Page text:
Paper Money

Beautiful, historic designs on large-size notes attract collectors

The beauty, the history and the variety are often what attract collectors to large-size notes.

Now a new reference work focused entirely on large-size U.S. type notes offers collectors a deeper look at a popular collectible.

The Comprehensive Catalog of U.S. Federal Large-Size Notes, 1861-1929 by Carlson R. Chambliss and Gene Hessler, was published in July 2014.

Here’s a look at some of the large-size type notes that can be collected.

Silver certificates

Designs on large-size silver certificates are often touted as the “golden age” of engraved designs. And if anyone loves the art of engraving there’s an example that turns heads — the Series 1886 $5 silver certificate.

Ornate engraving alongside the portrait of Ulysses S. Grant quietly highlights the face design. But the real show stopper might well be in the design on the back, showing five Morgan silver dollars. The reverses of four of the coins are displayed, along with one in the center showing the 1886 obverse design.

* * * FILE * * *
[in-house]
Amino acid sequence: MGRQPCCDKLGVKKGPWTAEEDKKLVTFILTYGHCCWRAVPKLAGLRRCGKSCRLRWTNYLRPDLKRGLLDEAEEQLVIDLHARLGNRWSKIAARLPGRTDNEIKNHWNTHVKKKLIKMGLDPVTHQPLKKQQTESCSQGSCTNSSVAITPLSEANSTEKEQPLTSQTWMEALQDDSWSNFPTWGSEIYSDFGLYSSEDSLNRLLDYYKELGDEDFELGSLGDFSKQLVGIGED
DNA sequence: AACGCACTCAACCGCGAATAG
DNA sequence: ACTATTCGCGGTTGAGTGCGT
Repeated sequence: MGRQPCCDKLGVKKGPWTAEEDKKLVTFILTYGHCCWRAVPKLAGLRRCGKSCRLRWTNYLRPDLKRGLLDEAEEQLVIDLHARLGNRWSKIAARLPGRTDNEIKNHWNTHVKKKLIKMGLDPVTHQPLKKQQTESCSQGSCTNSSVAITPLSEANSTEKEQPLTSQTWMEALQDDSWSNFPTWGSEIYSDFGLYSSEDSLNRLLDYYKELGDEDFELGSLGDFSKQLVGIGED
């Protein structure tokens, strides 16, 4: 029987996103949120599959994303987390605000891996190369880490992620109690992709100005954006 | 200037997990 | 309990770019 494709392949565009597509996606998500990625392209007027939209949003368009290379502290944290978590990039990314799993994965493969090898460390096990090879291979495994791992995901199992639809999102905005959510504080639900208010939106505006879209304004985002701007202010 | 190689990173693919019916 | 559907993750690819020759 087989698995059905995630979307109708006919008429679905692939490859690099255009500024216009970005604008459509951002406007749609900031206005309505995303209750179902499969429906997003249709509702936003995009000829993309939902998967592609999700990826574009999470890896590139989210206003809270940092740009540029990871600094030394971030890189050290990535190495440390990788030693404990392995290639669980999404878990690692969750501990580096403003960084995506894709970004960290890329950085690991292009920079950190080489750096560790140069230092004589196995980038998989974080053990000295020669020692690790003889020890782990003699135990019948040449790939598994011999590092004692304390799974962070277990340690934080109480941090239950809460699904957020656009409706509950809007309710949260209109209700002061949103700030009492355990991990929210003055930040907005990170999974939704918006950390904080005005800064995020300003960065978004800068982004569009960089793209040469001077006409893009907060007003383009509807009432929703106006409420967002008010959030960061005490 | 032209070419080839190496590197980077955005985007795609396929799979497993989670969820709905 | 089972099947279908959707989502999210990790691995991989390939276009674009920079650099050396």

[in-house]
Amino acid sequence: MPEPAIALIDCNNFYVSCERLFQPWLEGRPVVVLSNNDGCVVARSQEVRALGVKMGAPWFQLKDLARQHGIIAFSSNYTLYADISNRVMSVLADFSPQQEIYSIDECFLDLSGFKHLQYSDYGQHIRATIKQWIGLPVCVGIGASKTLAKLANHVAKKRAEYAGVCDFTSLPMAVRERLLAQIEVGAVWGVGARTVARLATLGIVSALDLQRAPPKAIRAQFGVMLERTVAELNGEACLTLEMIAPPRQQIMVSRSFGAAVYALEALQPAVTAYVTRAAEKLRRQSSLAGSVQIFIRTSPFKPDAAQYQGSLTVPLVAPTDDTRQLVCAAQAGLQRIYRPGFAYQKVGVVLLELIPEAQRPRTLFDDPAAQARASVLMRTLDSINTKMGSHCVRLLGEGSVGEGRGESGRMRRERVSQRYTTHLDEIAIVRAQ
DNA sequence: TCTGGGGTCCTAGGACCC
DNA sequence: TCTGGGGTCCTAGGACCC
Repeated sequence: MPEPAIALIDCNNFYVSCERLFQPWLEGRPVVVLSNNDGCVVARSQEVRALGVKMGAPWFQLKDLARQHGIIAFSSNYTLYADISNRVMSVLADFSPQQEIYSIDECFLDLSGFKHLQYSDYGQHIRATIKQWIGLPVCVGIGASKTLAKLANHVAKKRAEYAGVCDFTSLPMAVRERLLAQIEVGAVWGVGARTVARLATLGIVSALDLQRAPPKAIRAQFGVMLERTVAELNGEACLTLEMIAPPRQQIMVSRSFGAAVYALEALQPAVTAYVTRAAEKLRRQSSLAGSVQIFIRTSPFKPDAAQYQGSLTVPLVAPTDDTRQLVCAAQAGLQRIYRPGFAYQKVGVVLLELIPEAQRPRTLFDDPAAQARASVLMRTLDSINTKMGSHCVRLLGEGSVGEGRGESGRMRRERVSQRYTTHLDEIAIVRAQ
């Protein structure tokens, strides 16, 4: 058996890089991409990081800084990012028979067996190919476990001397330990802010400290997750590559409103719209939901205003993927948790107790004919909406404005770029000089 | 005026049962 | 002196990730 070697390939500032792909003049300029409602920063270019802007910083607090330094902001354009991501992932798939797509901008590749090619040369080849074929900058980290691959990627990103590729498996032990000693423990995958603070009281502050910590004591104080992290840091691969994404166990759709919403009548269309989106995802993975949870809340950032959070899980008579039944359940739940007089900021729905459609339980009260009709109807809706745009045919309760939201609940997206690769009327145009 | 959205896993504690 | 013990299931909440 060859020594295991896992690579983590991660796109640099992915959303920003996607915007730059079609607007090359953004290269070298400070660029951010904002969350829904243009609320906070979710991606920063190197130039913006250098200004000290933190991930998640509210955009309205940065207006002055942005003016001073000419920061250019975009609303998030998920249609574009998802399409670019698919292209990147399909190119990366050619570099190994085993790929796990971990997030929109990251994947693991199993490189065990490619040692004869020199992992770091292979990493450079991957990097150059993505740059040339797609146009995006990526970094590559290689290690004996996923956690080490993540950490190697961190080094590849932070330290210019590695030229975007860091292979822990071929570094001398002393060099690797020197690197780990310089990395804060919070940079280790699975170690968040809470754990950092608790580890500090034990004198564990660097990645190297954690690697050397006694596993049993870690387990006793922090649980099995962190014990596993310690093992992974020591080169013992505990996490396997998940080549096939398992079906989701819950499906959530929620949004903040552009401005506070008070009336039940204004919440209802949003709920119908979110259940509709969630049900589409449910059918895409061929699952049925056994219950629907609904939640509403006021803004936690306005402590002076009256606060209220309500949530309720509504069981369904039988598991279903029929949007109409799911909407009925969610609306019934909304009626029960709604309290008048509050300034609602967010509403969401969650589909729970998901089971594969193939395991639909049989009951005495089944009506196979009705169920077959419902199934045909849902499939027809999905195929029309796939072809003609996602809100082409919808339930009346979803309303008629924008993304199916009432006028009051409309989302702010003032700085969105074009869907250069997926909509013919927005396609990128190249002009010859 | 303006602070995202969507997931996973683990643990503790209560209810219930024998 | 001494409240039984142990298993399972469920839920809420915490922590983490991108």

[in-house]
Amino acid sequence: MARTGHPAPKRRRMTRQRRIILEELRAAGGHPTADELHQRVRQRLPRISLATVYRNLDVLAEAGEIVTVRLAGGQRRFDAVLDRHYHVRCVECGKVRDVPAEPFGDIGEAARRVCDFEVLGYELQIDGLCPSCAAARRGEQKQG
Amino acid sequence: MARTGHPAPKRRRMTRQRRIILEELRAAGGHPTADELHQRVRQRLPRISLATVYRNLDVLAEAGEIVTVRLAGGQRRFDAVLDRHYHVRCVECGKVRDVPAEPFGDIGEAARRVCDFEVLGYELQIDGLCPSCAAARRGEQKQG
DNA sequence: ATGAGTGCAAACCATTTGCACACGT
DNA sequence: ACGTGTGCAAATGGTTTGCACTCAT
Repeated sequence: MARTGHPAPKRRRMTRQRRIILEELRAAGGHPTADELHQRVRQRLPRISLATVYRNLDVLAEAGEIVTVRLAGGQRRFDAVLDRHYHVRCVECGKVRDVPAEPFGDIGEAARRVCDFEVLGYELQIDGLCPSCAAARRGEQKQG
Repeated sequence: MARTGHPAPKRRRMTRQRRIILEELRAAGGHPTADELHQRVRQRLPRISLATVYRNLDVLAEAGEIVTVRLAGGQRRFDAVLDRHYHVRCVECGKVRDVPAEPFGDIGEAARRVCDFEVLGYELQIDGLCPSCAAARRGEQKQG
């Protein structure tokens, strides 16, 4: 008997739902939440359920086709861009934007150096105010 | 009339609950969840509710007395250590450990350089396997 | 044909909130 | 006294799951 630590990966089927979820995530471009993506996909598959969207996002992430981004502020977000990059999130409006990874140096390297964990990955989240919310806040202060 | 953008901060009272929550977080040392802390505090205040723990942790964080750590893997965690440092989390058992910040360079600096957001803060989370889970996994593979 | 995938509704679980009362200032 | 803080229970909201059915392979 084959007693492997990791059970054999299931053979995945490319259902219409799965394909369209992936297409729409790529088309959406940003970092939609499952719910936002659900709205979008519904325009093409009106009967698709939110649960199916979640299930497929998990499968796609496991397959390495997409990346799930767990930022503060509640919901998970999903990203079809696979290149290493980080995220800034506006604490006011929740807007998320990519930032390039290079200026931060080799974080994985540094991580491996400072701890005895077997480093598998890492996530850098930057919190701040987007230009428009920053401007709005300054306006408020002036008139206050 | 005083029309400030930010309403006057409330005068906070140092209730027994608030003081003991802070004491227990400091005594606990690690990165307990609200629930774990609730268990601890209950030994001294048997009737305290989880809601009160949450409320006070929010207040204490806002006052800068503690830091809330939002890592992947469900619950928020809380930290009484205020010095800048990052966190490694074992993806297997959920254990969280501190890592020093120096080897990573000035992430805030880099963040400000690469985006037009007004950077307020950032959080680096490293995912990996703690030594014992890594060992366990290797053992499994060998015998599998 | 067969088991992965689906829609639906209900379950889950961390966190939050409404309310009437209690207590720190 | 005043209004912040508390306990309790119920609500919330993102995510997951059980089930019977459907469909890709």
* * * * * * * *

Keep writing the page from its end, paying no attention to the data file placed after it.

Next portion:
One bit of trivia about this note’s design: seen on these notes is the use of the motto “In God We Trust,” on the reverse of the silver dollars. This is the motto’s first appearance on paper notes, decades before it was mandated by government officials in the late 1950s.

Treasury or coin notes

The lure of American history fairly shouts from the Series 1891 $10 Treasury or coin note depicting U.S. Army Gen. Philip Sheridan, a graduate of the West Point Military Academy in 1853. Sheridan succeeded Gen. William Tecumseh Sherman in 1884 as commander-in-chief of the Union Army.

The back design shows off the ornate artistry of the guilloche technique of closely spaced lathe-line engravings. The technique produces multitudes of spirals and other repetitive lines that also acted as security devices for the notes. Treasury/coin notes were so-called because they were redeemable in actual coin, but whether silver or gold coin should be paid out was to the discretion of the Treasury secretary.

Community Comments